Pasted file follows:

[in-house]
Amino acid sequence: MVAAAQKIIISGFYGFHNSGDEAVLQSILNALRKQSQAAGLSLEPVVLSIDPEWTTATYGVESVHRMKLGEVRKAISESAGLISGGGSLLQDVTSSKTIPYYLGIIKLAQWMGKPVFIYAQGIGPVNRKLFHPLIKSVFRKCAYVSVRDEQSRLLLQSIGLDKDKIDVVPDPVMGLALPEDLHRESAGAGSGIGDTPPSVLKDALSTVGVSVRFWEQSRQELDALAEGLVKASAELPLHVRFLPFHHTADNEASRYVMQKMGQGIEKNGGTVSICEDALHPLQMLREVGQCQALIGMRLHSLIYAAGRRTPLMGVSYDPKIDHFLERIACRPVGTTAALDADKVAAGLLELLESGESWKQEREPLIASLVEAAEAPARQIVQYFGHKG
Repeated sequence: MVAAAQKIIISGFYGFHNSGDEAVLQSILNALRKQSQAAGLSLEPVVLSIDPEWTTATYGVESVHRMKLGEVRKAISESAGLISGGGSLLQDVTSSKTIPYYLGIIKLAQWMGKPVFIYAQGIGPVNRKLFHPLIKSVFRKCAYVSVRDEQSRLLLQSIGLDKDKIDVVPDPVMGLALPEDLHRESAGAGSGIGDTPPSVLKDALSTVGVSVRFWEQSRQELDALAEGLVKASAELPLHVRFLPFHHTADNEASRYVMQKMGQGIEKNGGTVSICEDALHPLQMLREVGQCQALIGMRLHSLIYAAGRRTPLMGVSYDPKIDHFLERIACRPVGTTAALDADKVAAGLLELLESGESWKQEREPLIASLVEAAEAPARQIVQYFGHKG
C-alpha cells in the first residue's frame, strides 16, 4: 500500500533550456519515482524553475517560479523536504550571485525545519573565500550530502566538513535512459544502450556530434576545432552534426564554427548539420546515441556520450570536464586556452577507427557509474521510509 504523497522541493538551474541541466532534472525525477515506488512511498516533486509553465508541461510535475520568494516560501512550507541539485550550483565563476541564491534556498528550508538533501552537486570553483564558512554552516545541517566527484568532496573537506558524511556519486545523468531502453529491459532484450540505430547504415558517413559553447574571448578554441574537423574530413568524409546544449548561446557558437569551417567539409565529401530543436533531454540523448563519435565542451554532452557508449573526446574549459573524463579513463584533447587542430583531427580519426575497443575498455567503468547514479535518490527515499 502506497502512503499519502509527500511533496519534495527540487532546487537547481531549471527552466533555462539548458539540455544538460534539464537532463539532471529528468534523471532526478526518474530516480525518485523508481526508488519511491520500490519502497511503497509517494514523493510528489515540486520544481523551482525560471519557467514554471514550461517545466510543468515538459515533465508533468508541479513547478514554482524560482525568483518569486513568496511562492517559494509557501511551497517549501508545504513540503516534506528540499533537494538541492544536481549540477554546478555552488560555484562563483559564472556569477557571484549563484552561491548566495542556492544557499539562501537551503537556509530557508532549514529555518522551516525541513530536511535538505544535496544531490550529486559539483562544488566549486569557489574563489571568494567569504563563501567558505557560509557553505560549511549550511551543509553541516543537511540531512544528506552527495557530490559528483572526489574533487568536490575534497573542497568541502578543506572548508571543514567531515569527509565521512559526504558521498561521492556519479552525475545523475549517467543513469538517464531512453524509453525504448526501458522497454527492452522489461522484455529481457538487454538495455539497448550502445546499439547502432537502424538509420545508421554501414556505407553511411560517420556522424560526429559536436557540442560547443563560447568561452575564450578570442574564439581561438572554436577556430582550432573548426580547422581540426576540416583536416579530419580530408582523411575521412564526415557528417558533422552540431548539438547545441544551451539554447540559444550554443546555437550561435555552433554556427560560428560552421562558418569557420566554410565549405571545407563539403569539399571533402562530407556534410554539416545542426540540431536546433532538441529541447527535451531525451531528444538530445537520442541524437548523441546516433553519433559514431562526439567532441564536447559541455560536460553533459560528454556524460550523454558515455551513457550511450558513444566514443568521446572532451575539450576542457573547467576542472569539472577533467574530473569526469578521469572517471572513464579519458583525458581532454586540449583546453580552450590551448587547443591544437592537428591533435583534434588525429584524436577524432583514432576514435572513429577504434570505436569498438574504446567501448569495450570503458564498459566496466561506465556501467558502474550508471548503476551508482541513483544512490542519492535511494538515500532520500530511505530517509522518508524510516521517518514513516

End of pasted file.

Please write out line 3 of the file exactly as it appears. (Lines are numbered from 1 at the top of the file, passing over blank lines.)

Repeated sequence: MVAAAQKIIISGFYGFHNSGDEAVLQSILNALRKQSQAAGLSLEPVVLSIDPEWTTATYGVESVHRMKLGEVRKAISESAGLISGGGSLLQDVTSSKTIPYYLGIIKLAQWMGKPVFIYAQGIGPVNRKLFHPLIKSVFRKCAYVSVRDEQSRLLLQSIGLDKDKIDVVPDPVMGLALPEDLHRESAGAGSGIGDTPPSVLKDALSTVGVSVRFWEQSRQELDALAEGLVKASAELPLHVRFLPFHHTADNEASRYVMQKMGQGIEKNGGTVSICEDALHPLQMLREVGQCQALIGMRLHSLIYAAGRRTPLMGVSYDPKIDHFLERIACRPVGTTAALDADKVAAGLLELLESGESWKQEREPLIASLVEAAEAPARQIVQYFGHKG